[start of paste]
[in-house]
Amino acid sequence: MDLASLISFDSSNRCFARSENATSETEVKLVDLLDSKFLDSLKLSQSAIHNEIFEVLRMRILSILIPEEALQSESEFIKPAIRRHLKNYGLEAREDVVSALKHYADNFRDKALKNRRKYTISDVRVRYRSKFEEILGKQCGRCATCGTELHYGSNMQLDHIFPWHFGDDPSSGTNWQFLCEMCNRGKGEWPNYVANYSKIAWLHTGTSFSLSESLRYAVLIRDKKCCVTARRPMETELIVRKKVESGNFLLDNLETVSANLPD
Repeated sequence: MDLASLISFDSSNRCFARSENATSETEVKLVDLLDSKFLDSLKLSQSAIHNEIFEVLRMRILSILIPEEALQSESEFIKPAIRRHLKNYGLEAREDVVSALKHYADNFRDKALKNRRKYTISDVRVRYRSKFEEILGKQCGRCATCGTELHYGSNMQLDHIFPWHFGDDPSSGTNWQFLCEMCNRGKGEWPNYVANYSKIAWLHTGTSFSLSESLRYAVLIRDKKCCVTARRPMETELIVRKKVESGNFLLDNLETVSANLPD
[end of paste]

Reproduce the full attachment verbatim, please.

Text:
[in-house]
Amino acid sequence: MDLASLISFDSSNRCFARSENATSETEVKLVDLLDSKFLDSLKLSQSAIHNEIFEVLRMRILSILIPEEALQSESEFIKPAIRRHLKNYGLEAREDVVSALKHYADNFRDKALKNRRKYTISDVRVRYRSKFEEILGKQCGRCATCGTELHYGSNMQLDHIFPWHFGDDPSSGTNWQFLCEMCNRGKGEWPNYVANYSKIAWLHTGTSFSLSESLRYAVLIRDKKCCVTARRPMETELIVRKKVESGNFLLDNLETVSANLPD
Repeated sequence: MDLASLISFDSSNRCFARSENATSETEVKLVDLLDSKFLDSLKLSQSAIHNEIFEVLRMRILSILIPEEALQSESEFIKPAIRRHLKNYGLEAREDVVSALKHYADNFRDKALKNRRKYTISDVRVRYRSKFEEILGKQCGRCATCGTELHYGSNMQLDHIFPWHFGDDPSSGTNWQFLCEMCNRGKGEWPNYVANYSKIAWLHTGTSFSLSESLRYAVLIRDKKCCVTARRPMETELIVRKKVESGNFLLDNLETVSANLPD